Words on the Word

8. Sunday C

Ecclesiasticus 27:4-7: In a shaken sieve, the rubbish is left.
1. Corinthians 15:54-58: The sting of death is sin. 
Luke 6:39-45: Why do you observe the splinter in your brothers eye?

There is a connection between the imagery of our first reading and that of the Gospel. It is made up by the notion of ‘rubbish’. From Sirach we heard that ‘In a shaken sieve, the rubbish is left’. In the Gospel the Lord asks, ‘Why do you observe the splinter in your brother’s eye?’ The word ‘splinter’ is specific. The Greek noun it translates is general. The dictionary defines it as ‘chaff, a chip of wood, bits of wool, such as birds make nests of’ — in other words, a fragment of rubbish. In the second act of Peer Gynt, when the protagonist encounters the Mountain King’s daughter, she explains that things on the whole are not, the ways trolls see them, the way they appear. Should Peer come with her to her father’s splendid castle, she explains, it might seem to him little but a ‘rude quarry’. Peer answers her forthwith:

It’s just the same with us!
The gold will seem to you rubbish and waste:
Perhaps you’ll even think that the sparkling widow panes
Are nothing but old stockings and rags.

Of course, that is what they are, if we don’t happen to have trollish eyes! But to recognise rubbish for what it is, is not such an easy task. We easily lose our sense of what is genuine, what isn’t. It’s not so hard to discern the distinction in others. As for ourselves, we rather tend to expose our rubbish in gold frames. Those ‘old stockings and rags’ seem to us a transparent, trustworthy window on the world.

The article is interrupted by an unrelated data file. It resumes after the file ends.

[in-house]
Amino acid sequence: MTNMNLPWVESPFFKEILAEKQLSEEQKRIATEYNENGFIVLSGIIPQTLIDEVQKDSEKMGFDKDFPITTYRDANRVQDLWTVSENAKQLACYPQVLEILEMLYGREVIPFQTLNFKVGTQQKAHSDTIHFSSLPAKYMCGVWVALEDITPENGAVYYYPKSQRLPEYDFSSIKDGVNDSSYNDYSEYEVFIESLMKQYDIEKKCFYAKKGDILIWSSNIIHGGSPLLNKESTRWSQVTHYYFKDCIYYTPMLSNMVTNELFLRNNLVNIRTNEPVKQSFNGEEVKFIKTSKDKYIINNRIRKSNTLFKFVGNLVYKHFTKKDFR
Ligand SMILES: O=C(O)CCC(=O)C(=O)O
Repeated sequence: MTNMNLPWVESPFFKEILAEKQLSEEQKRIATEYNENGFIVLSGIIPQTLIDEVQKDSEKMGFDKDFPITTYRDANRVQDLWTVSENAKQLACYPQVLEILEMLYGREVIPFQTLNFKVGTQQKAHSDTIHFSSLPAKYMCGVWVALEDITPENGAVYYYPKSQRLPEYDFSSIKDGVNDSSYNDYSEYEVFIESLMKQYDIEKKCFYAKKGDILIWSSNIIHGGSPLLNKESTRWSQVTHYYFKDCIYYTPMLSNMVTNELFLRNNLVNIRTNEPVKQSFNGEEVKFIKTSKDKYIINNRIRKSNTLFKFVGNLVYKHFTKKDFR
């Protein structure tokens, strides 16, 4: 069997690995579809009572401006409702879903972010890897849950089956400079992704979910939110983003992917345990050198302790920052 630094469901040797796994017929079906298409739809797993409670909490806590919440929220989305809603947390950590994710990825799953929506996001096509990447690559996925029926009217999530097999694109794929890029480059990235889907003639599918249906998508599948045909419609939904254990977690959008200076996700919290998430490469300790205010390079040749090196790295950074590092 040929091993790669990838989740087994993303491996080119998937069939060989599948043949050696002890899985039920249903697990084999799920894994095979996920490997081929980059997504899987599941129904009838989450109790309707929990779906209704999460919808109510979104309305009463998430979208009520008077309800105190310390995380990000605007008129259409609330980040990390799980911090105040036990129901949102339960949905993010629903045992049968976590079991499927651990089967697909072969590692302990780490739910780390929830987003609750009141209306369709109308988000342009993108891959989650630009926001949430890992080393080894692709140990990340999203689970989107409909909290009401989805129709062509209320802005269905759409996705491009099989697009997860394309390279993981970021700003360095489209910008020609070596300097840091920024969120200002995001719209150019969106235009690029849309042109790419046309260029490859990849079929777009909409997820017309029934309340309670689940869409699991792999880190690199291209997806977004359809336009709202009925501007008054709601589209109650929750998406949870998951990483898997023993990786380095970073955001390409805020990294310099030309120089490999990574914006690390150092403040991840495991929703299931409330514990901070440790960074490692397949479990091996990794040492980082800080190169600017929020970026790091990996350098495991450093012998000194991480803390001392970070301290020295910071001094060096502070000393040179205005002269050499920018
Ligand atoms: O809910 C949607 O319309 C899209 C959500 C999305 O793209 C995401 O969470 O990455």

Most of us are inclined to relate to the world as we imagine it to be. A beamed-up eye is to our advantage. We do not want to see what surrounds us. We prefer to gaze within, then imagine the reality out there on our terms. We can live like that, fairly undisturbed, for quite a while. But the real will at some point make its claims felt, if not before, then at the hour of our death. We risk being unprepared. What does glorified rubbish amount to face to face with the Real?

Jesus Ben Sirach’s remark about rubbish is part of an exposition on speech. His image is a telling one. Anyone who has ever baked will conjure up before his or her inner eye the vision of chaff remaining in a sieve. Out into the compost with it! In the same way, says Sirach, the defects of a man appear in his talk. What can he mean? The sieve is an image of human intercourse. In conversation, we do what we can to distribute pure flour: that’s how we would like to appear. The rubbishy chaff, however, remains. It is harder to get rid of than ordinary kitchen rubbish. The risk is that it just accumulates and so, ever more, weighs down and conditions our inner life. We end up with a great load of rubbish inside. And that whereof the heart is filled, will flow out of our mouth, at some point or other. It is a paradox of life that we in fact very often project outwards what we would most dearly like to keep concealed. ‘The test of a man is in his conversation’, whether we like it or not.